Mises Wire

Is the Japanese Low Inflation–Low Interest Rate Model at an End?

CapitalismCentral BanksEconomic PolicyMoney and Banks

For nearly three decades, the Japanese economy has slowly imploded under low interest rates and heavy government debt. It may soon be time to pay the piper.

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"Stakeholder Capitalism" Is an Incoherent Term

Bureaucracy and RegulationCapitalismProgressivismU.S. Economy

Blog6 hours ago

One of the modern progressive buzzwords is "stakeholder capitalism," in which people with no direct connection to a firm somehow have a "stake" in what the firm does. It is an incoherent term.

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Social Security Taxes Aren't "Your" Money

U.S. Economy

Blog6 hours ago

The government can't return the SS money it stole in the past. It's impossible. That money's gone. Taxing today's workers to "pay back" pensioners is just creating a new group of tax victims. 

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Why the End of the Petrodollar Spells Trouble for the US Regime

Money and BanksU.S. EconomyWar and Foreign Policy

Blog01/31/2023

By itself, the end of the petrodollar won't destroy the dollar. But it will continue a trend that weakens both the dollar and the US regime's power.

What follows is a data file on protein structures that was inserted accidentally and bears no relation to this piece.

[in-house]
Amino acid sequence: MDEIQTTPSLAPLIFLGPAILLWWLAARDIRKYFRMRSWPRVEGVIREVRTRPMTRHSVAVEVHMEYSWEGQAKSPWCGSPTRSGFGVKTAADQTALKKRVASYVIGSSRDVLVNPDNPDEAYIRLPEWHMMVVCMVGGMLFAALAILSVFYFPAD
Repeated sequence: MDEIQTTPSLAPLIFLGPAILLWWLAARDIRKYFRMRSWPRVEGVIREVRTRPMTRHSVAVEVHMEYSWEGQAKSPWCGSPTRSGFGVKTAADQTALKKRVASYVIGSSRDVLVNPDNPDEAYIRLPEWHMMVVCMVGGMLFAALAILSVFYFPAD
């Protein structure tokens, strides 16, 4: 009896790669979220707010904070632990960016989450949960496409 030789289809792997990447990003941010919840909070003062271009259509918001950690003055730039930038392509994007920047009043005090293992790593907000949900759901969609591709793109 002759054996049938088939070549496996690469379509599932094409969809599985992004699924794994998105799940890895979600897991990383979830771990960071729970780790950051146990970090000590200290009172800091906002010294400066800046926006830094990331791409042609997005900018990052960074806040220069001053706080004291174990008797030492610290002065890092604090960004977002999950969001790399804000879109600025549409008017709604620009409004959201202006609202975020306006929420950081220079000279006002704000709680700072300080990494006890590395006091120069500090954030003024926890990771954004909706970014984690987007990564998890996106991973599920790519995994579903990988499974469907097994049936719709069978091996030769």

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The End of Monetary Hedonism

The FedU.S. Economy

Blog01/31/2023

What happens to a society when spending is encouraged and saving is for chumps? 

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Empty Malls and Shopping Centers: How Government Fuels Malinvestments

Booms and BustsCorporate WelfareCronyism and CorporatismInterventionism

Blog01/31/2023

The empty shopping mall: a story of how government actions created a huge malinvestment in western Pennsylvania.

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Fighting Inflation Really Means Fighting the Federal Reserve

The FedInflation

Blog01/31/2023

These days, the Fed and Chairman Jerome Powell are claiming the title of "inflation fighters." The more appropriate moniker should be "inflationists."

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How Fast Should the Money Supply Grow?

InflationMonetary PolicyMonetary Theory

Blog01/30/2023

As Murray Rothbard wrote, inflation is not an increase in prices. It is, instead, an increase in the supply of money in circulation. The distinction is important.

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